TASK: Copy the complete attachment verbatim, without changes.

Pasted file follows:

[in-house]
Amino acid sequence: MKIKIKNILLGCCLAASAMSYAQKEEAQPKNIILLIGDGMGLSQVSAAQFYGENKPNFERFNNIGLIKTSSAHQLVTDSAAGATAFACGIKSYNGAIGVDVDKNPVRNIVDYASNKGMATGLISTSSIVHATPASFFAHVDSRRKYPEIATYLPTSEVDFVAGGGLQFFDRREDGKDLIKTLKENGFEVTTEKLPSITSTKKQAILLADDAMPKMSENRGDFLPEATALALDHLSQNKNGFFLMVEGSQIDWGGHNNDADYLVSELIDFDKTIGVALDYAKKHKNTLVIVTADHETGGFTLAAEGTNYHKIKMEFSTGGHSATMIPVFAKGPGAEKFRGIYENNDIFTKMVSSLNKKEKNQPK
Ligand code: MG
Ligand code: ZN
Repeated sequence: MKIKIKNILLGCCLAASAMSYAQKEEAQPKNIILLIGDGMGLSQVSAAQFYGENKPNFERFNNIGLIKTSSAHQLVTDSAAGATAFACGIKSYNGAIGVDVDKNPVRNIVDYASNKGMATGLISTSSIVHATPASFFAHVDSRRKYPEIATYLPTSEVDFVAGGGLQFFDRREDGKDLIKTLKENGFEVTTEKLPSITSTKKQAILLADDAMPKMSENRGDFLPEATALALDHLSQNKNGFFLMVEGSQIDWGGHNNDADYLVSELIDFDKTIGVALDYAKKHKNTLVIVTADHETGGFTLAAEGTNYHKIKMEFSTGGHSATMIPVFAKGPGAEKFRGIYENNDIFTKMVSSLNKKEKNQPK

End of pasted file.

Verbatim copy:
[in-house]
Amino acid sequence: MKIKIKNILLGCCLAASAMSYAQKEEAQPKNIILLIGDGMGLSQVSAAQFYGENKPNFERFNNIGLIKTSSAHQLVTDSAAGATAFACGIKSYNGAIGVDVDKNPVRNIVDYASNKGMATGLISTSSIVHATPASFFAHVDSRRKYPEIATYLPTSEVDFVAGGGLQFFDRREDGKDLIKTLKENGFEVTTEKLPSITSTKKQAILLADDAMPKMSENRGDFLPEATALALDHLSQNKNGFFLMVEGSQIDWGGHNNDADYLVSELIDFDKTIGVALDYAKKHKNTLVIVTADHETGGFTLAAEGTNYHKIKMEFSTGGHSATMIPVFAKGPGAEKFRGIYENNDIFTKMVSSLNKKEKNQPK
Ligand code: MG
Ligand code: ZN
Repeated sequence: MKIKIKNILLGCCLAASAMSYAQKEEAQPKNIILLIGDGMGLSQVSAAQFYGENKPNFERFNNIGLIKTSSAHQLVTDSAAGATAFACGIKSYNGAIGVDVDKNPVRNIVDYASNKGMATGLISTSSIVHATPASFFAHVDSRRKYPEIATYLPTSEVDFVAGGGLQFFDRREDGKDLIKTLKENGFEVTTEKLPSITSTKKQAILLADDAMPKMSENRGDFLPEATALALDHLSQNKNGFFLMVEGSQIDWGGHNNDADYLVSELIDFDKTIGVALDYAKKHKNTLVIVTADHETGGFTLAAEGTNYHKIKMEFSTGGHSATMIPVFAKGPGAEKFRGIYENNDIFTKMVSSLNKKEKNQPK